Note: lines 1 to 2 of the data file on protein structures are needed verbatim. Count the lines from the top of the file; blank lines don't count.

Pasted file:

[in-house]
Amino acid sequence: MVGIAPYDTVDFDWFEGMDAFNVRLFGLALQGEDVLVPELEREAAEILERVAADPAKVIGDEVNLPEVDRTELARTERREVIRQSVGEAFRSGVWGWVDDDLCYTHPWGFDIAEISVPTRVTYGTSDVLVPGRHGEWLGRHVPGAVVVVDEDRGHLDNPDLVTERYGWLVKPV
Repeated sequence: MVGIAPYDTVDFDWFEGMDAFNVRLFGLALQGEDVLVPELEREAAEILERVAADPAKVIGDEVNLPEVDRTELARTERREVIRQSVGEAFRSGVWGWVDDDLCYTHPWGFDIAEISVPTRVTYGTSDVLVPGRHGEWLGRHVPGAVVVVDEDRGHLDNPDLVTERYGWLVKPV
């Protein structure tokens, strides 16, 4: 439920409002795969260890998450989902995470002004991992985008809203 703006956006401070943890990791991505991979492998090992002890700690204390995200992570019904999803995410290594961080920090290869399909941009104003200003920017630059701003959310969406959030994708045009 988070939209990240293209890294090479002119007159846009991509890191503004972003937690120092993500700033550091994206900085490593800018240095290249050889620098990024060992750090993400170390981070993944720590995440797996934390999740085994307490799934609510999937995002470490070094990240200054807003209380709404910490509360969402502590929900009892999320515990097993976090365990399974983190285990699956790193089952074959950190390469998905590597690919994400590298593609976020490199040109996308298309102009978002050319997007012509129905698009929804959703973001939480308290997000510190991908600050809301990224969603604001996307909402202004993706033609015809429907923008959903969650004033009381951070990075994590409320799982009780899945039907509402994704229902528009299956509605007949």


[in-house]
Amino acid sequence: MVGIAPYDTVDFDWFEGMDAFNVRLFGLALQGEDVLVPELEREAAEILERVAADPAKVIGDEVNLPEVDRTELARTERREVIRQSVGEAFRSGVWGWVDDDLCYTHPWGFDIAEISVPTRVTYGTSDVLVPGRHGEWLGRHVPGAVVVVDEDRGHLDNPDLVTERYGWLVKPV